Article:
Muslim community speaks out on Somali comments from councilman
MINNEAPOLIS — This commentary by Minneapolis City Councilman Michael Rainville is now making its rounds online.
“Today at 1:30 p.m. I leave for a mosque in the northeast to meet Somali elders to tell them that their children can no longer have this type of behavior at Stone Arch Bridge and Boom Island Park.”
This was apparently done over the weekend as the councilman met with constituents in Ward 3, addressing recent crimes during the July 4 holiday. While cheers followed the council member’s remark at the event, his words are now sparking outrage from some city leaders and members of the Twin Cities community.
“I mean, it’s hurtful. You always want to see where people are coming from, but at first you have this knee-jerk reaction,” said CAIR-MN’s Mohamed Ibrahim. “That’s when we spoke to a few people to make sure what we were hearing was correct.”
Ibrahim says the comments also came during one of Islam’s holiest weekends, when Muslims across the state gathered to celebrate the Eid al-Adha holiday.
“We’ve seen it for decades now where you have the Somali communities being scapegoated with acts of violence with little to no evidence, but those are the attacks we’ve seen – the fear,” he said. “We’ve seen things as recent as bags of rice in Lino Lakes with hate messages, so seeing an elected official perpetuating those stereotypes, those tropes, not only puts the Somali community at risk, but other communities of color as well. ,” he said.
Rainville is a member of the board of Ward 3, which spans parts of downtown Minneapolis neighborhoods. It was there, over the July 4 holiday weekend, that video was captured showing people firing fireworks at pedestrians and into balconies and condos. Several people were also injured in a shooting at Boom Island Park.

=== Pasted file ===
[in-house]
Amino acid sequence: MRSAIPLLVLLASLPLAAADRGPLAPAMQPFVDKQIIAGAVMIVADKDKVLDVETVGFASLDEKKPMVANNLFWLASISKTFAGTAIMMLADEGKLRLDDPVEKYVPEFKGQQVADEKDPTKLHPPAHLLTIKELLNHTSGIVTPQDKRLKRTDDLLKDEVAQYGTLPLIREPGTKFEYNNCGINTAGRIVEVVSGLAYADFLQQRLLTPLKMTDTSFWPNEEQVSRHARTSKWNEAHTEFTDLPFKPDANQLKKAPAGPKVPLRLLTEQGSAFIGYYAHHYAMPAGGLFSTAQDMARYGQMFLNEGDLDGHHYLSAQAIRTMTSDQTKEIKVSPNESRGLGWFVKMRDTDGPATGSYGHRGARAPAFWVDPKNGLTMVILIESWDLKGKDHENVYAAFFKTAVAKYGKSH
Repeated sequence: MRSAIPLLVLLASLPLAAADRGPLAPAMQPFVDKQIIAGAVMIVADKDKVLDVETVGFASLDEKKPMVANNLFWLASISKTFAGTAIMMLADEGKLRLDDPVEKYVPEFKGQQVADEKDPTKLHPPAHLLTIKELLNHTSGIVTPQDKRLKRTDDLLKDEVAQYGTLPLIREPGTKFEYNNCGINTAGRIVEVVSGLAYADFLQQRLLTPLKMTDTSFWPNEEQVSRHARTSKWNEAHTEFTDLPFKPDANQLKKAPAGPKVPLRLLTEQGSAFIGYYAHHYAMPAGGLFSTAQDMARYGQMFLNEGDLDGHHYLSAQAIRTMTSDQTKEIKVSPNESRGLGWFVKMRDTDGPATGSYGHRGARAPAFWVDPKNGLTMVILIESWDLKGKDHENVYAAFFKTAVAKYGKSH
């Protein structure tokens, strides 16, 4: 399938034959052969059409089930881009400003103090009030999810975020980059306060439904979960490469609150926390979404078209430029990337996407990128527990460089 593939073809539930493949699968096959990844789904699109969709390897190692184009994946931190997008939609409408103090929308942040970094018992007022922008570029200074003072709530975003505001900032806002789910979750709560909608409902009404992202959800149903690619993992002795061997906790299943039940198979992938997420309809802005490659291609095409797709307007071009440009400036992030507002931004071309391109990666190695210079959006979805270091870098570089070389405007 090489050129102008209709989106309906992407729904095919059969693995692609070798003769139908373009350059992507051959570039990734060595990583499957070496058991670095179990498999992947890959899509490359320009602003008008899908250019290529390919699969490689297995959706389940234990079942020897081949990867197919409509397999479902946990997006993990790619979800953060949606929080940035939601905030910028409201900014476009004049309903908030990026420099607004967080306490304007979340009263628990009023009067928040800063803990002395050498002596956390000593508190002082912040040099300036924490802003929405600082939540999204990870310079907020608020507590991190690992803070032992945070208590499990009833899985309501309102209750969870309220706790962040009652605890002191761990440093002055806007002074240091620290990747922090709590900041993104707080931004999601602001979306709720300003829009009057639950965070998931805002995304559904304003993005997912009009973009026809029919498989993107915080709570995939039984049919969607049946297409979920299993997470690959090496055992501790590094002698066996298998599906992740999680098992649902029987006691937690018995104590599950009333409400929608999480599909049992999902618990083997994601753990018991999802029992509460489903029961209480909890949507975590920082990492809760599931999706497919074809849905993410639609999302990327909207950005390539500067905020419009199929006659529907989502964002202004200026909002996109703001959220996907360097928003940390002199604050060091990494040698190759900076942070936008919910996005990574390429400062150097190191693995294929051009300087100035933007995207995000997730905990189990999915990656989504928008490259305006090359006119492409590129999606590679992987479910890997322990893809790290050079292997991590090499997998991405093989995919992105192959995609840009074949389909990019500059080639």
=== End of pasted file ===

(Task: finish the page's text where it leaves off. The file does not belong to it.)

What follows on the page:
In response to Rainville’s statement, fellow board members Jeremiah Ellison, Aisha Forward and Jamal Osman posted a answer saying in part:
“Discussing the rise in crime over the 4th of July weekend, he made incorrect, inappropriate and disturbing comments that Somali youth were massively perpetuating crime.”
Council member Rainville posted this statement online:
“I was trying to make it clear that we need more support for our young people. But the fact is what I said and the way I said it was not appropriate and I was wrong. chosen Somali youth. I recognize and acknowledge the pain and anger my statement caused. I am sorry.
Ibrahim says that while he is glad there is an apology, he wants Rainville to meet with members of the Somali community for a better understanding.
“We understand that there is a public security issue, but you cannot confuse a public security issue with being a scapegoat for the Somali Muslim community,” he said. “We know there is a disconnect and there are still wounds he caused in the Somali community.”
Rainville went on to say, “I look forward to meeting community members and continuing our work together to make Minneapolis a safer city for everyone.”